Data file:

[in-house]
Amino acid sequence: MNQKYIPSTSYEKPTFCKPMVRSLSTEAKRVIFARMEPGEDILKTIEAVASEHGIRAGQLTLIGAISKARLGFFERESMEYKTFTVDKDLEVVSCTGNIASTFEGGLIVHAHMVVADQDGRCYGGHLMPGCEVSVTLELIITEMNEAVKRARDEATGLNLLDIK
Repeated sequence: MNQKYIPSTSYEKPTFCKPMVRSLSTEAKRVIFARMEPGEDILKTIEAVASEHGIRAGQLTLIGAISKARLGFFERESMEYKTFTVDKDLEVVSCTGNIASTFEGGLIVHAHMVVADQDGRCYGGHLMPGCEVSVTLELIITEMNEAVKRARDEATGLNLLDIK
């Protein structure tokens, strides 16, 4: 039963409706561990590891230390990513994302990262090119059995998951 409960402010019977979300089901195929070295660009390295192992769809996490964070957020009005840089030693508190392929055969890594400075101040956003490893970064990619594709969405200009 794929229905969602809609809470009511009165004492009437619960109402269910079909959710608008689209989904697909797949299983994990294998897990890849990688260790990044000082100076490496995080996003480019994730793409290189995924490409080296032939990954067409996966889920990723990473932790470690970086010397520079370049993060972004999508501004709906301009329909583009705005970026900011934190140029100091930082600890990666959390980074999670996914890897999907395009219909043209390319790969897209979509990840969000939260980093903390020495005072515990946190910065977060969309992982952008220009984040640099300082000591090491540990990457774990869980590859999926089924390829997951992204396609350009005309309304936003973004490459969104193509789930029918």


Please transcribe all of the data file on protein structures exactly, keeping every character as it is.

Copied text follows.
[in-house]
Amino acid sequence: MNQKYIPSTSYEKPTFCKPMVRSLSTEAKRVIFARMEPGEDILKTIEAVASEHGIRAGQLTLIGAISKARLGFFERESMEYKTFTVDKDLEVVSCTGNIASTFEGGLIVHAHMVVADQDGRCYGGHLMPGCEVSVTLELIITEMNEAVKRARDEATGLNLLDIK
Repeated sequence: MNQKYIPSTSYEKPTFCKPMVRSLSTEAKRVIFARMEPGEDILKTIEAVASEHGIRAGQLTLIGAISKARLGFFERESMEYKTFTVDKDLEVVSCTGNIASTFEGGLIVHAHMVVADQDGRCYGGHLMPGCEVSVTLELIITEMNEAVKRARDEATGLNLLDIK
């Protein structure tokens, strides 16, 4: 039963409706561990590891230390990513994302990262090119059995998951 409960402010019977979300089901195929070295660009390295192992769809996490964070957020009005840089030693508190392929055969890594400075101040956003490893970064990619594709969405200009 794929229905969602809609809470009511009165004492009437619960109402269910079909959710608008689209989904697909797949299983994990294998897990890849990688260790990044000082100076490496995080996003480019994730793409290189995924490409080296032939990954067409996966889920990723990473932790470690970086010397520079370049993060972004999508501004709906301009329909583009705005970026900011934190140029100091930082600890990666959390980074999670996914890897999907395009219909043209390319790969897209979509990840969000939260980093903390020495005072515990946190910065977060969309992982952008220009984040640099300082000591090491540990990457774990869980590859999926089924390829997951992204396609350009005309309304936003973004490459969104193509789930029918």